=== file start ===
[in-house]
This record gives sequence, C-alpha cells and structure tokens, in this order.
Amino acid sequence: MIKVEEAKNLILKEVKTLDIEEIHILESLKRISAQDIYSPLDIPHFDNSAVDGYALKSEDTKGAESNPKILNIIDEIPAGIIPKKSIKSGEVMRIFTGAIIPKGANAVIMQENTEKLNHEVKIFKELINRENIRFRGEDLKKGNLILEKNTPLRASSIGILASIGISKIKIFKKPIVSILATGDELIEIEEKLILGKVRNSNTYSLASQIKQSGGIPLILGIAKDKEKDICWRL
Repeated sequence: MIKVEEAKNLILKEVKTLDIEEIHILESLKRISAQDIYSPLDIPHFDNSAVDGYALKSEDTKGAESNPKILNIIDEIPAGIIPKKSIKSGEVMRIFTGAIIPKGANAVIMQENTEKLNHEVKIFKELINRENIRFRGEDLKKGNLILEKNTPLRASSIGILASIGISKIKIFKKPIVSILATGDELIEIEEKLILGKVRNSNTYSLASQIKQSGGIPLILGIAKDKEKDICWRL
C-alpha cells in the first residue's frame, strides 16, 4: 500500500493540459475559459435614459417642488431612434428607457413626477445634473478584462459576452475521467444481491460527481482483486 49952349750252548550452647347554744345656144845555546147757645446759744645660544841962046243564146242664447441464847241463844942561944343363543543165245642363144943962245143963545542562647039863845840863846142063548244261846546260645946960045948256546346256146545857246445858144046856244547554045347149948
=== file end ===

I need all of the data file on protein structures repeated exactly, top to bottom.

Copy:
[in-house]
This record gives sequence, C-alpha cells and structure tokens, in this order.
Amino acid sequence: MIKVEEAKNLILKEVKTLDIEEIHILESLKRISAQDIYSPLDIPHFDNSAVDGYALKSEDTKGAESNPKILNIIDEIPAGIIPKKSIKSGEVMRIFTGAIIPKGANAVIMQENTEKLNHEVKIFKELINRENIRFRGEDLKKGNLILEKNTPLRASSIGILASIGISKIKIFKKPIVSILATGDELIEIEEKLILGKVRNSNTYSLASQIKQSGGIPLILGIAKDKEKDICWRL
Repeated sequence: MIKVEEAKNLILKEVKTLDIEEIHILESLKRISAQDIYSPLDIPHFDNSAVDGYALKSEDTKGAESNPKILNIIDEIPAGIIPKKSIKSGEVMRIFTGAIIPKGANAVIMQENTEKLNHEVKIFKELINRENIRFRGEDLKKGNLILEKNTPLRASSIGILASIGISKIKIFKKPIVSILATGDELIEIEEKLILGKVRNSNTYSLASQIKQSGGIPLILGIAKDKEKDICWRL
C-alpha cells in the first residue's frame, strides 16, 4: 500500500493540459475559459435614459417642488431612434428607457413626477445634473478584462459576452475521467444481491460527481482483486 49952349750252548550452647347554744345656144845555546147757645446759744645660544841962046243564146242664447441464847241463844942561944343363543543165245642363144943962245143963545542562647039863845840863846142063548244261846546260645946960045948256546346256146545857246445858144046856244547554045347149948